Shipping and Packages growth cannot save the day for the USPS

A recurring narrative related to the United States Postal Service (USPS) over the last several quarters pertains to how even though the organization continues to fight an uphill battle, as evidenced by ongoing steep quarterly losses, its Shipping and Packages Group continues to see increases. That was evident in its fiscal year 2020 results, which were issued earlier today.

That does not come as a surprise, given that e-commerce volumes are up significantly, due, in large part, to the ongoing COVID-19 pandemic, which has seen more consumers shop online, driving business away from traditional brick and mortar retailers.  

By the numbers, USPS’s fiscal year 2020 operating revenue—at $73.1 billion—was up almost $2 billion annually and was paced by the Shipping and Packages’ $5.8 billion increase in revenue, which was up an impressive 25.3%, to $28.537 billion. What’s more, USPS noted that package volume, for the fiscal year, headed up by almost 1.2 billion pieces, or 18.8%, annually, to 7.323 billion citing an e-commerce surge as the growth driver.

The USPS’s Shipping and Packages group, which has been a standout, of sorts, for the organization, through its services which directly benefit shippers, including Priority Mail, Priority Mail Express, Parcel Select, Parcel Return, and First-Class Package Services for Retail and also Commercial, as well as its successful efforts to compete in shipping services such as ‘last-mile’ e-commerce fulfillment markets and Sunday delivery, as well as end-to-end markets, had a growth quarter overall.

USPS officials said that although package volume growth has recently slowed since its early fourth-quarter peak, the organization “believes that consumer behavior has evolved during the pandemic as the nation has increasingly relied on the safety and convenience of e-commerce.”

Not surprisingly, net losses continue to mount, for the USPS, with a $9.2 billion net loss, up $363 million annually, and a controllable loss of $3.8 billion, marking a $334 million increase.

USPS CFO Joseph Corbett said in a statement that there continues to be great uncertainty over the future impacts of the pandemic on the Postal Service.

“Given the lasting declines in mail that accompanied the 2007-2009 Great Recession, the Postal Service expects that the COVID-19 crisis may have similar effects on mail volume going forward and that it may never recover to its pre-pandemic levels,” he said. “Further, while we do believe that our package volumes will remain higher given what looks to be a potential permanent shift in consumer behavior, we do not expect our package revenue growth over the medium-to-long term to make up for our losses in mail service revenue caused by COVID-19.”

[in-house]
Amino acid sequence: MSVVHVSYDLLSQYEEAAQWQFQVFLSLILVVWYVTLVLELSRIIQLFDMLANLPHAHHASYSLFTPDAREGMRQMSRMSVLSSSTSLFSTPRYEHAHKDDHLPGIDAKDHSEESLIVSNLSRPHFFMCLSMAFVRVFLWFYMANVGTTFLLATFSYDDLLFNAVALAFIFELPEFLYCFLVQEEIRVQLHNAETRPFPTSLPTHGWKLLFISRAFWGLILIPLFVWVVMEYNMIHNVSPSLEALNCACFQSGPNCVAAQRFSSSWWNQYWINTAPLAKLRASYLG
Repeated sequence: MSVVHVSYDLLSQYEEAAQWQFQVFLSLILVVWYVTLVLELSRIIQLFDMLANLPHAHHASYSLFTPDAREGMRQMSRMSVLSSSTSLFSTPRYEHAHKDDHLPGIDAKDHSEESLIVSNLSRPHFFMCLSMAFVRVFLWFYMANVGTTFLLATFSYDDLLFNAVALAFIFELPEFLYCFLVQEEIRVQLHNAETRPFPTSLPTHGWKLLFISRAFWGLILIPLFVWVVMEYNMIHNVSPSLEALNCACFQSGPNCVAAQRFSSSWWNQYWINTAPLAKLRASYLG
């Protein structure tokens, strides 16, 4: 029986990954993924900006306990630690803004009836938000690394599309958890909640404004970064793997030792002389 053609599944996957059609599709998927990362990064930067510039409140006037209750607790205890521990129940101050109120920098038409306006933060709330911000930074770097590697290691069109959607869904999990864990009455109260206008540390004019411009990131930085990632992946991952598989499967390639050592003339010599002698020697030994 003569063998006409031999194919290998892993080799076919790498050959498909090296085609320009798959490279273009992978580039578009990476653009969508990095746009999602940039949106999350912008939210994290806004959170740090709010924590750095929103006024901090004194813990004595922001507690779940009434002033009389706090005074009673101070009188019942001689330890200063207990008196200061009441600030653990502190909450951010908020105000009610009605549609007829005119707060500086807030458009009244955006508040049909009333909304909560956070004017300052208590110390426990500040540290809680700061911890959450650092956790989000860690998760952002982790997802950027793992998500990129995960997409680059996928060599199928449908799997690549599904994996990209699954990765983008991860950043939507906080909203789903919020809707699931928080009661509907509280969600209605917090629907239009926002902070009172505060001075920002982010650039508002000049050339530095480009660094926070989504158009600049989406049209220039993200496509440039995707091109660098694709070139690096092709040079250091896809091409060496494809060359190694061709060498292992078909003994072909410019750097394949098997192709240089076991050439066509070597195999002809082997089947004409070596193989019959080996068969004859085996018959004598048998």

That was echoed by Chase Flashman, co-Founder and CEO of Indianapolis-based ShipSights.  

“Despite revenue and volume gains in the package segment, the USPS continues to struggle in terms of profits due to its costly and outdated package network,” he explained. “We do not see this improving in 2021, which will put them at a further disadvantage in the marketplace as Amazon expands its presence and new solutions and entrants enter the last-mile space to rival FedEx and UPS.”

And Jerry Hempstead, president of Hempstead Consulting, noted that the volume surge is very evident throughout the Parcel industry, with it mainly coming from Amazon, FedEx, UPS and DHL. 

“Some of that USPS volume comes from the other players using the USPS for the last mile,” he said. “A big portion of the package count is for parcel transactions under a pound where the USPS is the most efficient method and means to accomplish delivery at the best price. Sadly, we see the integrators profits soaring with this package windfall yet the financial losses at the USPS is widening. The USPS is just not charging enough for their services and I expect the next administration will have the taxpayers bail out the USPS. The hole the USPS is in keeps getting deeper.”

The hole is getting deeper, for sure, no question. How deep of a hole from here, for the USPS, remains a key question for parcel shippers heading into 2021. 

About the Author

Jeff Berman, Group News Editor

Jeff Berman is Group News Editor for Logistics Management, Modern Materials Handling, and Supply Chain Management Review. Jeff works and lives in Cape Elizabeth, Maine, where he covers all aspects of the supply chain, logistics, freight transportation, and materials handling sectors on a daily basis. Contact Jeff Berman